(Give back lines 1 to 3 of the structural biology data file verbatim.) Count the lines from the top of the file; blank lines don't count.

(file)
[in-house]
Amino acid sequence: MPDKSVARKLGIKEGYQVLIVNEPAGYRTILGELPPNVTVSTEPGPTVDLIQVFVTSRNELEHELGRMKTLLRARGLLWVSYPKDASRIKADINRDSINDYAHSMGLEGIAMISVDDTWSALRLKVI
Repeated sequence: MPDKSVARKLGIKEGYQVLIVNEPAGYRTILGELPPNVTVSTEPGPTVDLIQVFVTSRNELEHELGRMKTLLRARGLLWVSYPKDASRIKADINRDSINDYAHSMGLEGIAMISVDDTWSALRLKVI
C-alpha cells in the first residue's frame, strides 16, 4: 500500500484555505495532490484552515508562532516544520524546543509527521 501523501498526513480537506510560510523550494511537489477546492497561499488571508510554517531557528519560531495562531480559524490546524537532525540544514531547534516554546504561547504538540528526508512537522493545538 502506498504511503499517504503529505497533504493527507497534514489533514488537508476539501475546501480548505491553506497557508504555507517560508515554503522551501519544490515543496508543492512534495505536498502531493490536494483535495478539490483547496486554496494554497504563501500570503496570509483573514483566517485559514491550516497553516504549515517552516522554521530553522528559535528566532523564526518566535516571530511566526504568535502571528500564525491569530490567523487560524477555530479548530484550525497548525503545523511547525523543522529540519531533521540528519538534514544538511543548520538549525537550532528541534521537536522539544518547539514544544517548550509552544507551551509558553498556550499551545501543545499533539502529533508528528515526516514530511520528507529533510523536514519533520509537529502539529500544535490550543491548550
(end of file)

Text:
[in-house]
Amino acid sequence: MPDKSVARKLGIKEGYQVLIVNEPAGYRTILGELPPNVTVSTEPGPTVDLIQVFVTSRNELEHELGRMKTLLRARGLLWVSYPKDASRIKADINRDSINDYAHSMGLEGIAMISVDDTWSALRLKVI
Repeated sequence: MPDKSVARKLGIKEGYQVLIVNEPAGYRTILGELPPNVTVSTEPGPTVDLIQVFVTSRNELEHELGRMKTLLRARGLLWVSYPKDASRIKADINRDSINDYAHSMGLEGIAMISVDDTWSALRLKVI